There have been scandals, both lesser and greater, that have wormed their way into the gossip of the court, from a lady assaulted by common hands to a disgraced knight riding in a wedding tourney to a coterie of young lords and ladies becoming ensnarled in whispers of a lewd, foreign book and its scandalous drawings that would make a septon’s hair rise on end. That last scandal led to the dismissal of one woman from the court, its said, to lead a life of penitence in some distant motherhouse. Yet otherwise, despite these troubles, these problems with the morality of the Kingslanders and the courtiers alike, King Baelor has seemed largely untroubled amidst his prayers and his occasional meetings with the small council (meetings that take place more and more often when Baelor is not meeting with members of the Most Devout, or his High Holiness himself).
So it came to pass that on this day, while the king was in the second hour of his afternoon prayers at the royal sept, the king found himself interrupted. It was a lady of the court, a respectable widow who had lost her husband in the Dornish conquest and had since found a place helping to oversee the household (such as it was) of Baelor’s sisters, the princesses in the old keep which some have taken to naming the Maidenhall, and others the Maidenvault. Though the princesses were secluded there at the king’s behest, in his desire to protect the purity of their souls and deny the lusts of men who might look on their beauty (“Even his own,” a court wag was known to remark, until the Hand had him sent away on a long and lonely mission to Castle Black after he repeated the jest in his hearing), their attendants—those who were wed or widowed, at least—were not similarly constrained. And so this lady came, passing the knights of the Kingsguard, to bring to the king a message and… something that she carried wrapped in a cloth, which she said that the king must see. When the knights of the Kingsguard allowed her to approach the king, after consulting with him, the lady laid it out quite plainly:
The king’s youngest sister, Elaena—a maid of three-and-ten years—begged her dearest lord and brother to let her out of her confinement. The lady reported that Elaena had wept as she asked it, but it was not so much for the asking that she wept. No, it was the gift Elaena made that made her weep, though some might call it an offering instead. The small cloth bundle was unwrapped, to reveal within a thick, lustrous braid of platinum white hair, with a long bright streak of gold winding through it. There were many who had said of Elaena that though she had neither the striking beauty of her eldest sister Daena (Baelor’s former bride and queen, until the High Septon undid the marriage) nor looked like to grow to the voloptuousness of her next eldest sister Rhaena, her pale hair was her crowning glory. And now it was cut, sheared away at the end by what seemed to have to be a knife. Baelor, struck silent by the act, asked what Elaena’s message was as he stared at the braid. According to the lady, Elaena had cut her hair in the early morning, before her maids were awake, and informed them that she wished the braid to be sent to him with this message: if he feared that her beauty might tempt men to sin, then she would no longer be beautiful, and would do whatever the king required to prove it if only he would at last allow her out of confinement.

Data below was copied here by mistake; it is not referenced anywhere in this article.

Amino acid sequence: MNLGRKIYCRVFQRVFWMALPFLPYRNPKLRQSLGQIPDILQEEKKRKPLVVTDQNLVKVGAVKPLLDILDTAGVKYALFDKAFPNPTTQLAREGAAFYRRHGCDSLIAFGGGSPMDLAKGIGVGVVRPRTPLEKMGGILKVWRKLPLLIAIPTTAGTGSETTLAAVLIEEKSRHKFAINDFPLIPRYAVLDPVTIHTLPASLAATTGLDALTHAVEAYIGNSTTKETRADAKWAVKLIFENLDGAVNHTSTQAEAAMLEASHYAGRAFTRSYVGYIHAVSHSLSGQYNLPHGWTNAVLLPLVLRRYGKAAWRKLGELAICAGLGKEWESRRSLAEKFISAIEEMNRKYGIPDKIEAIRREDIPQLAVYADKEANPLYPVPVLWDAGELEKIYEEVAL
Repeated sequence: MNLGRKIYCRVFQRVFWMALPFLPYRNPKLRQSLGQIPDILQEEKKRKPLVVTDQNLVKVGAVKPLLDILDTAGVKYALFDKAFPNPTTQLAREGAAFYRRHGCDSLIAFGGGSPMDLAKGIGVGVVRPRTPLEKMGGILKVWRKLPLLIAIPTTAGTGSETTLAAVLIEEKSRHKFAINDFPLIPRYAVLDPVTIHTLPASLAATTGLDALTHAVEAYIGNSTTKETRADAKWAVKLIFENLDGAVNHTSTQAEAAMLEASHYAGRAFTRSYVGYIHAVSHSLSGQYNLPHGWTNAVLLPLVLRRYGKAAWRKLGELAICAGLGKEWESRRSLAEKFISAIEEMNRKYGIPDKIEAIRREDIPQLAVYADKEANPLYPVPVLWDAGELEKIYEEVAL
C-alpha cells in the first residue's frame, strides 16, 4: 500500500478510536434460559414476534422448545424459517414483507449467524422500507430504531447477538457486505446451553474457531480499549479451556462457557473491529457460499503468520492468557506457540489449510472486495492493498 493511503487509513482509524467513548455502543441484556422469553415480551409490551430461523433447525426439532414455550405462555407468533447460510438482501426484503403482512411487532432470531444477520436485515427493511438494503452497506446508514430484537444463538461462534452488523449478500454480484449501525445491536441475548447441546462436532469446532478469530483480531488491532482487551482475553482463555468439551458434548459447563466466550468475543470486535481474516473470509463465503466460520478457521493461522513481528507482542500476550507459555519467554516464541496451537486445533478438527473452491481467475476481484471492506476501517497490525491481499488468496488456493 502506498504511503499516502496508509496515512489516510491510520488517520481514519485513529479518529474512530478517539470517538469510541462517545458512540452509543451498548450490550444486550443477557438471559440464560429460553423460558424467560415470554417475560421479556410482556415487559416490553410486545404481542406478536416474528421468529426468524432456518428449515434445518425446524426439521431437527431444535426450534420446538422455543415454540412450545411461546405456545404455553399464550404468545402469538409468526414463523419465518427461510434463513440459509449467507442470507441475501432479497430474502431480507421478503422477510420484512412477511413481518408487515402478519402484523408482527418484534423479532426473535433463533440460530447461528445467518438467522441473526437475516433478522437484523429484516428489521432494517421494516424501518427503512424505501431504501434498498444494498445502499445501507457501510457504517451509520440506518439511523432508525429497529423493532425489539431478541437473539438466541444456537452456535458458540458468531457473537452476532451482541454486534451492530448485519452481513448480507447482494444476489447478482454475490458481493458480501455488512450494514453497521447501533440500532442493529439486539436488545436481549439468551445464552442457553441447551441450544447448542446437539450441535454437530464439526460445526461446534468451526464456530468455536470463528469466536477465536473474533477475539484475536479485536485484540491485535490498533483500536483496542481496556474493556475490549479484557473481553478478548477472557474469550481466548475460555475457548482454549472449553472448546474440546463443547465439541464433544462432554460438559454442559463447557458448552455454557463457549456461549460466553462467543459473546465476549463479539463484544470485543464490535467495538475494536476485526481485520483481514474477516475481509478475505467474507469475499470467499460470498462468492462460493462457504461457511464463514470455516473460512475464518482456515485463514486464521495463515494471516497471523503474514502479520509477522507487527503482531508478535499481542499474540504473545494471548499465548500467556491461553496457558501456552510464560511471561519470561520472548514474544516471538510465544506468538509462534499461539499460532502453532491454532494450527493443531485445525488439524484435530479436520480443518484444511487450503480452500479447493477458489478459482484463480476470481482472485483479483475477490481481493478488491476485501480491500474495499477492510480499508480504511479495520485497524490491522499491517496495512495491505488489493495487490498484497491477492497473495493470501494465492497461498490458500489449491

Prince Aemong, attending on the king, looked moved almost to tears by little Elaena’s offering… and the king actually _was_ moved to tears, at the thought of his sister’s sacrifice. He let the lady who had brought the braid know that Elaena would stay. “Her mortal soul is still beautiful, and innocent,” the king said, “and that is enough to draw impure men like moths to a flame.” The lady looked crestfallen, and to that the king added that he would see the braid placed in the royal treasury, to be housed there with the greatest treasures of the Targaryens: the crowns of past kings, the sword Blackfyre, the dragon eggs inherited from the days when the dragons still lived and bred. He counseled the lady to tell his sister that she must pray to the Maiden, to thank her for preserving her innocence, and that he would make time to join her in her prayers in a little while.
And so was the princess uncrowned, and the king moved to tears, but not to a change of heart.